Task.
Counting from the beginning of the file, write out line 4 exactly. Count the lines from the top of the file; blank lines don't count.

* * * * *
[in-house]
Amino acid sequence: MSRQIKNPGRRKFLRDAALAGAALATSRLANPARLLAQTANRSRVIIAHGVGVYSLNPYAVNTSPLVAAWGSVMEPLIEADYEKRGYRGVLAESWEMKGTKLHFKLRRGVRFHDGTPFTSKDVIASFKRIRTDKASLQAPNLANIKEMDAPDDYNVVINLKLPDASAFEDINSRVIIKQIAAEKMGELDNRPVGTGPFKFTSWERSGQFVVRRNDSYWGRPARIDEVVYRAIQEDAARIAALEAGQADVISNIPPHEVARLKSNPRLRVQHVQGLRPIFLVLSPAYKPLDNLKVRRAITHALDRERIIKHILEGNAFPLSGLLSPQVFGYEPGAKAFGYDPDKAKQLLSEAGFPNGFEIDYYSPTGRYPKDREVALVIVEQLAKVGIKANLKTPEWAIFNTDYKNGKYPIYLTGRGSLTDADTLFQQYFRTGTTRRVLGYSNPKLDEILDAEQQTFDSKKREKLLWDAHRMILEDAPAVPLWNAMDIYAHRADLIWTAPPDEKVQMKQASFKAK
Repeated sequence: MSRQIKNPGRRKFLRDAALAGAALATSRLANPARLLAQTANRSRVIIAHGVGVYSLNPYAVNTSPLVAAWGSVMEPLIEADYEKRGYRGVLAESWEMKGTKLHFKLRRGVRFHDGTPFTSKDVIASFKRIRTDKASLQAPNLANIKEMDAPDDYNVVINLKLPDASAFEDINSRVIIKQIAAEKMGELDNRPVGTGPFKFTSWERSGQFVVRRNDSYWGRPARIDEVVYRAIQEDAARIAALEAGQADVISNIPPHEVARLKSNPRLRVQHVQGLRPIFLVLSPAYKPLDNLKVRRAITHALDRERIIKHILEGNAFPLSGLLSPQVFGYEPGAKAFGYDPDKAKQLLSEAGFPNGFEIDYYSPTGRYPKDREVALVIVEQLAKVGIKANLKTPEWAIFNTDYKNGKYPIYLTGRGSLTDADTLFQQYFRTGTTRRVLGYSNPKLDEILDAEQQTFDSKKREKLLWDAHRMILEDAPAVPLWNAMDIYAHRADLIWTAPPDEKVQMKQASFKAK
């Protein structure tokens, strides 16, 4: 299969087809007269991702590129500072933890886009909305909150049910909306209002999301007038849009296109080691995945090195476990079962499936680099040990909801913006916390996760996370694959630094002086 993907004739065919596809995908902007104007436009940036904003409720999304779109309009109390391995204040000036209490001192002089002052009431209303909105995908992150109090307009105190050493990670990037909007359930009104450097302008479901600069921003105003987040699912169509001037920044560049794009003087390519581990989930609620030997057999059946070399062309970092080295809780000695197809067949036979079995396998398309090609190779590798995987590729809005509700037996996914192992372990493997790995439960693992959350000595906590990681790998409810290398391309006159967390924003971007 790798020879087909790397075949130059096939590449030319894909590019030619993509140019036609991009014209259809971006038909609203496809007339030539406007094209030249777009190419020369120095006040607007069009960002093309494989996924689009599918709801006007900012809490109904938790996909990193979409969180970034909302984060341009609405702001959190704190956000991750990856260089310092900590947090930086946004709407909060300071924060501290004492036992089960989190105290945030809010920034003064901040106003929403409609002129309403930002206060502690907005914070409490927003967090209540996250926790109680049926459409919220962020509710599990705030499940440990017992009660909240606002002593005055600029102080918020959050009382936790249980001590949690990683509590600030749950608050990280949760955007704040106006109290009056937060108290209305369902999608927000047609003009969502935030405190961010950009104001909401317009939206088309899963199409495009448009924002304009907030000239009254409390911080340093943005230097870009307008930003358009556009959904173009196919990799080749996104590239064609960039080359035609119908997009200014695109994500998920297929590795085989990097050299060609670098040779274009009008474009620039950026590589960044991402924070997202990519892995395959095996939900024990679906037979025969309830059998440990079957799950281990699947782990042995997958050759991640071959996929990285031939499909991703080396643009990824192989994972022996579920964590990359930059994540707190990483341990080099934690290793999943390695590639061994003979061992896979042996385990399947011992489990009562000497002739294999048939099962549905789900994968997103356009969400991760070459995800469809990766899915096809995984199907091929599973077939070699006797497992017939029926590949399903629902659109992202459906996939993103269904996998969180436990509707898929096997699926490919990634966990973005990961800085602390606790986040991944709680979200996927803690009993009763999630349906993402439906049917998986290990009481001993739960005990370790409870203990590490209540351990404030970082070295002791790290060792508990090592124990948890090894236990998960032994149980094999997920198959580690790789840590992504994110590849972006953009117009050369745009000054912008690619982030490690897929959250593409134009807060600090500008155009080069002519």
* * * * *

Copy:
């Protein structure tokens, strides 16, 4: 299969087809007269991702590129500072933890886009909305909150049910909306209002999301007038849009296109080691995945090195476990079962499936680099040990909801913006916390996760996370694959630094002086 993907004739065919596809995908902007104007436009940036904003409720999304779109309009109390391995204040000036209490001192002089002052009431209303909105995908992150109090307009105190050493990670990037909007359930009104450097302008479901600069921003105003987040699912169509001037920044560049794009003087390519581990989930609620030997057999059946070399062309970092080295809780000695197809067949036979079995396998398309090609190779590798995987590729809005509700037996996914192992372990493997790995439960693992959350000595906590990681790998409810290398391309006159967390924003971007 790798020879087909790397075949130059096939590449030319894909590019030619993509140019036609991009014209259809971006038909609203496809007339030539406007094209030249777009190419020369120095006040607007069009960002093309494989996924689009599918709801006007900012809490109904938790996909990193979409969180970034909302984060341009609405702001959190704190956000991750990856260089310092900590947090930086946004709407909060300071924060501290004492036992089960989190105290945030809010920034003064901040106003929403409609002129309403930002206060502690907005914070409490927003967090209540996250926790109680049926459409919220962020509710599990705030499940440990017992009660909240606002002593005055600029102080918020959050009382936790249980001590949690990683509590600030749950608050990280949760955007704040106006109290009056937060108290209305369902999608927000047609003009969502935030405190961010950009104001909401317009939206088309899963199409495009448009924002304009907030000239009254409390911080340093943005230097870009307008930003358009556009959904173009196919990799080749996104590239064609960039080359035609119908997009200014695109994500998920297929590795085989990097050299060609670098040779274009009008474009620039950026590589960044991402924070997202990519892995395959095996939900024990679906037979025969309830059998440990079957799950281990699947782990042995997958050759991640071959996929990285031939499909991703080396643009990824192989994972022996579920964590990359930059994540707190990483341990080099934690290793999943390695590639061994003979061992896979042996385990399947011992489990009562000497002739294999048939099962549905789900994968997103356009969400991760070459995800469809990766899915096809995984199907091929599973077939070699006797497992017939029926590949399903629902659109992202459906996939993103269904996998969180436990509707898929096997699926490919990634966990973005990961800085602390606790986040991944709680979200996927803690009993009763999630349906993402439906049917998986290990009481001993739960005990370790409870203990590490209540351990404030970082070295002791790290060792508990090592124990948890090894236990998960032994149980094999997920198959580690790789840590992504994110590849972006953009117009050369745009000054912008690619982030490690897929959250593409134009807060600090500008155009080069002519």